Types and causes of vaginal prolapse

Many women may have symptoms of vaginal prolapse and stress urinary incontinence. Problems with urine control and changes in bowel habits are usually the two most common symptoms. Vaginal prolapse is a problem in which structures such as the uterus, bladder, urethra, small intestine, or the vagina itself begin to fall out of their normal positions. Without treatment, structures could collapse further.

Different types of vaginal prolapse.

Prolapse of the rectum or rectocele
A prolapse of the rectum affects the back wall of the vagina. When weakened, the rectal wall may press against the vaginal wall. This can cause a bulge and be felt during a bowel movement. This can be due to injuries during childbirth.

Bladder prolapse or cystocele
If the anterior vaginal wall protrudes, the bladder may fall into the vagina. The urethra can also prolapse, which is called the urethra. The condition of cystourethrozele is when the urethra and the bladder fall out. A typical symptom of this combination may be stress urinary incontinence, a leakage of urine that can occur when you cough, sneeze, or exercise.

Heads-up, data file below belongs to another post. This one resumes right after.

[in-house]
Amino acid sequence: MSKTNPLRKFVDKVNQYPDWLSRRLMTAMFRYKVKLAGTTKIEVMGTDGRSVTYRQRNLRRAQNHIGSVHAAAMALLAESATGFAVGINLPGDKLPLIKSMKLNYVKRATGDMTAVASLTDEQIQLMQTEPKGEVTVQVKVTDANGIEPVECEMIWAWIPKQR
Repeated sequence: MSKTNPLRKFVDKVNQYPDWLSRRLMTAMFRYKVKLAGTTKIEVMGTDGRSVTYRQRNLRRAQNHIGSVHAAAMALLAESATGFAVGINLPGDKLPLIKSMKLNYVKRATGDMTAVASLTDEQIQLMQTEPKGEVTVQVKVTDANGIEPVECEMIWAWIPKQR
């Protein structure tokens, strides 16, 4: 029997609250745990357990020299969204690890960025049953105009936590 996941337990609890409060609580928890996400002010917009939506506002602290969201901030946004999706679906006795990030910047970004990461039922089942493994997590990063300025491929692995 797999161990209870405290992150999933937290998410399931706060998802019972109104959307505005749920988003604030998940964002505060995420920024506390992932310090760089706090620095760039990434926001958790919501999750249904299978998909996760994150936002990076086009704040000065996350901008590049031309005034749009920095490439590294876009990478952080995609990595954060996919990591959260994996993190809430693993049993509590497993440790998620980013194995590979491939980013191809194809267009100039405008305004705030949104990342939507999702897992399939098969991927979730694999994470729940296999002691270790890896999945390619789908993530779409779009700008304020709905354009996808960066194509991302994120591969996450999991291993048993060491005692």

Prolapse of the uterus
This can happen when a group of ligaments called the uterosacral weakens at the top of the vagina. Once these ligaments are weakened, the uterus can fall out. Vaginal arch prolapse can occur after a hysterectomy, in which the uterus is removed. The uterus supports the top of the vagina. This condition can occur after a hysterectomy. About 30-40% of women can develop vaginal prolapse in their lifetime. Prolapse can occur after menopause, childbirth, or hysterectomy. During childbirth, the supportive tissue surrounding the vagina may separate and weaken as the baby moves through the birth canal. The weakening could gradually worsen and later lead to the pelvic structures falling from their original position. “

For those going through menopause, estrogen could help keep muscles and tissue strong. As soon as the estrogen level drops, the supporting structures can weaken. For patients who have had a hysterectomy, the uterus may be important for the support structure at the top of the vagina. Without the uterus, the top of the vagina may fall out. Some other risk factors include advanced age, obesity, unusual stress on the support structures, and an unusual increase in abdominal pressure.

Many cosmetic gynecologists agree that the most reliable way to diagnose is through a physical exam and history. Each section of the vagina can be examined to determine the type and extent of prolapse and to determine the appropriate treatment.

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